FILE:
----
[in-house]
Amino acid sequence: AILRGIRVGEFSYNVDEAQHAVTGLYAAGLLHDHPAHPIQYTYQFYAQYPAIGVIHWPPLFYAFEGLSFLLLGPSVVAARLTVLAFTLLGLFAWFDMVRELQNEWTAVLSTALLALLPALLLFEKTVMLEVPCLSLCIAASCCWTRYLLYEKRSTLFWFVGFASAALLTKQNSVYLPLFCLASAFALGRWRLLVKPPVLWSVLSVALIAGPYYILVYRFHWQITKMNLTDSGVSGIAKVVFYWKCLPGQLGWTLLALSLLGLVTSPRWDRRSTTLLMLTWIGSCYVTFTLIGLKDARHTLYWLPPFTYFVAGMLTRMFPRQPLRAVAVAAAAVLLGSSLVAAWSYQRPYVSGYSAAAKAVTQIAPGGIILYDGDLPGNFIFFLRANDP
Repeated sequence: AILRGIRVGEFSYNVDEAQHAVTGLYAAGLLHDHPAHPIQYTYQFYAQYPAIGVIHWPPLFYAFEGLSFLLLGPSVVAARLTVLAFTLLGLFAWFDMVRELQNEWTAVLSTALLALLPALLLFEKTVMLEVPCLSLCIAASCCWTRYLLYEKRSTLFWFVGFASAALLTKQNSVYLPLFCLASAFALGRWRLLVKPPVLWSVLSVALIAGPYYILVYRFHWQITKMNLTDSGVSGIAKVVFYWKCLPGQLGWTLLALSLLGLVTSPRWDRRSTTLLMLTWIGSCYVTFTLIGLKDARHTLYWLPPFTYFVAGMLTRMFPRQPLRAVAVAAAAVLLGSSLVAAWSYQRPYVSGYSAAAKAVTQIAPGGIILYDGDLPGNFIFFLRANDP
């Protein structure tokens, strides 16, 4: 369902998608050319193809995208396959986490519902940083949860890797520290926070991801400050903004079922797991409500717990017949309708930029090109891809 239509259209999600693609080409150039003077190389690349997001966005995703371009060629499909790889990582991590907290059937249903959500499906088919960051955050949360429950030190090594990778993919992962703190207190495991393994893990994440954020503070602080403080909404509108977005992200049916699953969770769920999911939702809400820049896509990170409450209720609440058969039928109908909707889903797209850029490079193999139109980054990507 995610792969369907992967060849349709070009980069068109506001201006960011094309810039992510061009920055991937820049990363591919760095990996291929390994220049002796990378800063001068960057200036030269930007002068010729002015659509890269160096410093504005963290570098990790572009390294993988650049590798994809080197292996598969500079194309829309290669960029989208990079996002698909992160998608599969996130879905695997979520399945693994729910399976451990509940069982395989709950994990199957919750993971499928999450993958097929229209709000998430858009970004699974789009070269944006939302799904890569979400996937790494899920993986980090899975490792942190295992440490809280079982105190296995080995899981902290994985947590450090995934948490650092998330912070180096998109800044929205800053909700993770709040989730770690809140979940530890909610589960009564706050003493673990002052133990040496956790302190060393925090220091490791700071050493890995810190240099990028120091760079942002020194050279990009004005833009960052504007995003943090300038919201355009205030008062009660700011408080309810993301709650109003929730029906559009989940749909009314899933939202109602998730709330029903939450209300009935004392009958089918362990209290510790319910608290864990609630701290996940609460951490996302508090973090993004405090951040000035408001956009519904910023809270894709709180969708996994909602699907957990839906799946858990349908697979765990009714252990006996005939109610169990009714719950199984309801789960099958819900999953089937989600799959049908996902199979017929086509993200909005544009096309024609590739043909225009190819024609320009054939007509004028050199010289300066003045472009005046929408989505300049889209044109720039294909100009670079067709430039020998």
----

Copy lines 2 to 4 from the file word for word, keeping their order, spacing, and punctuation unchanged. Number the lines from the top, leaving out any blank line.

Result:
Amino acid sequence: AILRGIRVGEFSYNVDEAQHAVTGLYAAGLLHDHPAHPIQYTYQFYAQYPAIGVIHWPPLFYAFEGLSFLLLGPSVVAARLTVLAFTLLGLFAWFDMVRELQNEWTAVLSTALLALLPALLLFEKTVMLEVPCLSLCIAASCCWTRYLLYEKRSTLFWFVGFASAALLTKQNSVYLPLFCLASAFALGRWRLLVKPPVLWSVLSVALIAGPYYILVYRFHWQITKMNLTDSGVSGIAKVVFYWKCLPGQLGWTLLALSLLGLVTSPRWDRRSTTLLMLTWIGSCYVTFTLIGLKDARHTLYWLPPFTYFVAGMLTRMFPRQPLRAVAVAAAAVLLGSSLVAAWSYQRPYVSGYSAAAKAVTQIAPGGIILYDGDLPGNFIFFLRANDP
Repeated sequence: AILRGIRVGEFSYNVDEAQHAVTGLYAAGLLHDHPAHPIQYTYQFYAQYPAIGVIHWPPLFYAFEGLSFLLLGPSVVAARLTVLAFTLLGLFAWFDMVRELQNEWTAVLSTALLALLPALLLFEKTVMLEVPCLSLCIAASCCWTRYLLYEKRSTLFWFVGFASAALLTKQNSVYLPLFCLASAFALGRWRLLVKPPVLWSVLSVALIAGPYYILVYRFHWQITKMNLTDSGVSGIAKVVFYWKCLPGQLGWTLLALSLLGLVTSPRWDRRSTTLLMLTWIGSCYVTFTLIGLKDARHTLYWLPPFTYFVAGMLTRMFPRQPLRAVAVAAAAVLLGSSLVAAWSYQRPYVSGYSAAAKAVTQIAPGGIILYDGDLPGNFIFFLRANDP
């Protein structure tokens, strides 16, 4: 369902998608050319193809995208396959986490519902940083949860890797520290926070991801400050903004079922797991409500717990017949309708930029090109891809 239509259209999600693609080409150039003077190389690349997001966005995703371009060629499909790889990582991590907290059937249903959500499906088919960051955050949360429950030190090594990778993919992962703190207190495991393994893990994440954020503070602080403080909404509108977005992200049916699953969770769920999911939702809400820049896509990170409450209720609440058969039928109908909707889903797209850029490079193999139109980054990507 995610792969369907992967060849349709070009980069068109506001201006960011094309810039992510061009920055991937820049990363591919760095990996291929390994220049002796990378800063001068960057200036030269930007002068010729002015659509890269160096410093504005963290570098990790572009390294993988650049590798994809080197292996598969500079194309829309290669960029989208990079996002698909992160998608599969996130879905695997979520399945693994729910399976451990509940069982395989709950994990199957919750993971499928999450993958097929229209709000998430858009970004699974789009070269944006939302799904890569979400996937790494899920993986980090899975490792942190295992440490809280079982105190296995080995899981902290994985947590450090995934948490650092998330912070180096998109800044929205800053909700993770709040989730770690809140979940530890909610589960009564706050003493673990002052133990040496956790302190060393925090220091490791700071050493890995810190240099990028120091760079942002020194050279990009004005833009960052504007995003943090300038919201355009205030008062009660700011408080309810993301709650109003929730029906559009989940749909009314899933939202109602998730709330029903939450209300009935004392009958089918362990209290510790319910608290864990609630701290996940609460951490996302508090973090993004405090951040000035408001956009519904910023809270894709709180969708996994909602699907957990839906799946858990349908697979765990009714252990006996005939109610169990009714719950199984309801789960099958819900999953089937989600799959049908996902199979017929086509993200909005544009096309024609590739043909225009190819024609320009054939007509004028050199010289300066003045472009005046929408989505300049889209044109720039294909100009670079067709430039020998």